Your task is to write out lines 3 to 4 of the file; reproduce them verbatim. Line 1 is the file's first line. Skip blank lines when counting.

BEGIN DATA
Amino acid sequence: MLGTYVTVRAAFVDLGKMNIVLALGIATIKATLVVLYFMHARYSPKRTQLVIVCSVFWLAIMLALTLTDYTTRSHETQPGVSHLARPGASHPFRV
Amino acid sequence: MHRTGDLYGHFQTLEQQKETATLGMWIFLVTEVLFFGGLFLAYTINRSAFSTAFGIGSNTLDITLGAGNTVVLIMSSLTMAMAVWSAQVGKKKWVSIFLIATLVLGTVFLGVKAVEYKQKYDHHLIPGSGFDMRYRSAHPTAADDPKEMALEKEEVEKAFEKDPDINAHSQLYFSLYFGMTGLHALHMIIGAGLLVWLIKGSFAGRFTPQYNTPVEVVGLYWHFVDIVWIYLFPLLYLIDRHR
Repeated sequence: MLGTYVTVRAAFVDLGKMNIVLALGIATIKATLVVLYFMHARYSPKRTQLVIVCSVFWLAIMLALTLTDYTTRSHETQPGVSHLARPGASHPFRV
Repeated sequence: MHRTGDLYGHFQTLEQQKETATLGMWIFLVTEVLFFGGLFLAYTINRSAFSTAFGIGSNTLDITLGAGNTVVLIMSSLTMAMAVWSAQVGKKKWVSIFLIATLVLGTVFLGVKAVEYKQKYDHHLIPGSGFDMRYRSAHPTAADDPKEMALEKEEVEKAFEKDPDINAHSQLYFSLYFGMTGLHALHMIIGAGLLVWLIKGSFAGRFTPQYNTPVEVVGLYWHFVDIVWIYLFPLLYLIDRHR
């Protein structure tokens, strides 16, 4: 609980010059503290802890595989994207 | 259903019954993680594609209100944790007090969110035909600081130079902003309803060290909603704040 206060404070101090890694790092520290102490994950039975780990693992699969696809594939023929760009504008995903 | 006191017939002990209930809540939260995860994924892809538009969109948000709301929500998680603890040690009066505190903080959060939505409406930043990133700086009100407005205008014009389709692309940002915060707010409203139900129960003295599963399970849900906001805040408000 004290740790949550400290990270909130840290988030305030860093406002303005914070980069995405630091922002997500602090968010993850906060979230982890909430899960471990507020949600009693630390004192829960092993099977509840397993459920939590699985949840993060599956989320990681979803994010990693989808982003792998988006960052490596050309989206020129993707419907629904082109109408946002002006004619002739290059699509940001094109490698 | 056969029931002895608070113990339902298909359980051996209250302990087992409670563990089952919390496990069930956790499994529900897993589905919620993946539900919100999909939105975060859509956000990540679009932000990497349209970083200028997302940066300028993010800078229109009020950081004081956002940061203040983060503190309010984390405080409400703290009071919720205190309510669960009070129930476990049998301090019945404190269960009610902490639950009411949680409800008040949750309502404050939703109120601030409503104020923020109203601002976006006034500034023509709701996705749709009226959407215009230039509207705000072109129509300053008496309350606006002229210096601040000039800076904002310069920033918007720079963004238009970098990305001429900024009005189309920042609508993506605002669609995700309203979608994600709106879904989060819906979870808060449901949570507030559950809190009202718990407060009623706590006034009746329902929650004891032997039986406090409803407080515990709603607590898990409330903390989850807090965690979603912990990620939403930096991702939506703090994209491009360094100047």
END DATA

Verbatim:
Repeated sequence: MLGTYVTVRAAFVDLGKMNIVLALGIATIKATLVVLYFMHARYSPKRTQLVIVCSVFWLAIMLALTLTDYTTRSHETQPGVSHLARPGASHPFRV
Repeated sequence: MHRTGDLYGHFQTLEQQKETATLGMWIFLVTEVLFFGGLFLAYTINRSAFSTAFGIGSNTLDITLGAGNTVVLIMSSLTMAMAVWSAQVGKKKWVSIFLIATLVLGTVFLGVKAVEYKQKYDHHLIPGSGFDMRYRSAHPTAADDPKEMALEKEEVEKAFEKDPDINAHSQLYFSLYFGMTGLHALHMIIGAGLLVWLIKGSFAGRFTPQYNTPVEVVGLYWHFVDIVWIYLFPLLYLIDRHR